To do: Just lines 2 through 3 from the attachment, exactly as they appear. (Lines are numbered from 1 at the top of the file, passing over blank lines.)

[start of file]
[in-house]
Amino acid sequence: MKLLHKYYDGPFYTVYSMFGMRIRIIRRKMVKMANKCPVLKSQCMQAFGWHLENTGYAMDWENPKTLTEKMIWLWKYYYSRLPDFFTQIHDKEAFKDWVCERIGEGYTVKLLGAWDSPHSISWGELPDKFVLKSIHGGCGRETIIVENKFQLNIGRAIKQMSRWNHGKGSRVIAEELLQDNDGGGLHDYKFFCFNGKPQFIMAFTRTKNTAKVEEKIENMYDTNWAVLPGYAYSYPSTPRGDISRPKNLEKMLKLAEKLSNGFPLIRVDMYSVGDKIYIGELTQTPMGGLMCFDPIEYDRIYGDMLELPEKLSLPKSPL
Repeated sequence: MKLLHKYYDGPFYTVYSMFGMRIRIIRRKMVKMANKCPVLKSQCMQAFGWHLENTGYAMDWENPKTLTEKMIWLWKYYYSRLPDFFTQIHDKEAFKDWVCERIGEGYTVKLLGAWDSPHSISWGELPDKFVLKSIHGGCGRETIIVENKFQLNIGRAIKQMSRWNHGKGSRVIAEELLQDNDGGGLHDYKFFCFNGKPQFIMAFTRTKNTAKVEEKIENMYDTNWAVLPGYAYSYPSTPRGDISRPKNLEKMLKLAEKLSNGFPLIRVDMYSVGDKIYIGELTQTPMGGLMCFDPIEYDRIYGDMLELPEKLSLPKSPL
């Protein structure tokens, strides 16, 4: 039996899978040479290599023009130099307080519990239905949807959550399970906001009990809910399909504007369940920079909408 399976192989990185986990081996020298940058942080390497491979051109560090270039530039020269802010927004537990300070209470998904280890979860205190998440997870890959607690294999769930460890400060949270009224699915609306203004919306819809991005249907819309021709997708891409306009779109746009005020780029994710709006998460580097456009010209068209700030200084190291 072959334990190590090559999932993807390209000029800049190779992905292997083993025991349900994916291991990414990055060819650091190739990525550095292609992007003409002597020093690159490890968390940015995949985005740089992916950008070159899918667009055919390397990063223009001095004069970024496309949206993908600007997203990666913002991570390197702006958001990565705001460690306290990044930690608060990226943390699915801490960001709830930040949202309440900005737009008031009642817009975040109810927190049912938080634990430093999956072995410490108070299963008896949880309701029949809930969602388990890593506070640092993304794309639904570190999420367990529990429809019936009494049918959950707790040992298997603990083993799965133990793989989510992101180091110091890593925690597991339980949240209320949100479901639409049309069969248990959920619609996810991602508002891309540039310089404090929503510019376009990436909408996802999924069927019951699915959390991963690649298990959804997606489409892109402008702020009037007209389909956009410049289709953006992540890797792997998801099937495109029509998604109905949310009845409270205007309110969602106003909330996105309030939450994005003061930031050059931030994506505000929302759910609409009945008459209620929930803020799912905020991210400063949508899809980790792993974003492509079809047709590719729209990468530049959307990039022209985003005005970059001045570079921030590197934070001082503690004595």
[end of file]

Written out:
Amino acid sequence: MKLLHKYYDGPFYTVYSMFGMRIRIIRRKMVKMANKCPVLKSQCMQAFGWHLENTGYAMDWENPKTLTEKMIWLWKYYYSRLPDFFTQIHDKEAFKDWVCERIGEGYTVKLLGAWDSPHSISWGELPDKFVLKSIHGGCGRETIIVENKFQLNIGRAIKQMSRWNHGKGSRVIAEELLQDNDGGGLHDYKFFCFNGKPQFIMAFTRTKNTAKVEEKIENMYDTNWAVLPGYAYSYPSTPRGDISRPKNLEKMLKLAEKLSNGFPLIRVDMYSVGDKIYIGELTQTPMGGLMCFDPIEYDRIYGDMLELPEKLSLPKSPL
Repeated sequence: MKLLHKYYDGPFYTVYSMFGMRIRIIRRKMVKMANKCPVLKSQCMQAFGWHLENTGYAMDWENPKTLTEKMIWLWKYYYSRLPDFFTQIHDKEAFKDWVCERIGEGYTVKLLGAWDSPHSISWGELPDKFVLKSIHGGCGRETIIVENKFQLNIGRAIKQMSRWNHGKGSRVIAEELLQDNDGGGLHDYKFFCFNGKPQFIMAFTRTKNTAKVEEKIENMYDTNWAVLPGYAYSYPSTPRGDISRPKNLEKMLKLAEKLSNGFPLIRVDMYSVGDKIYIGELTQTPMGGLMCFDPIEYDRIYGDMLELPEKLSLPKSPL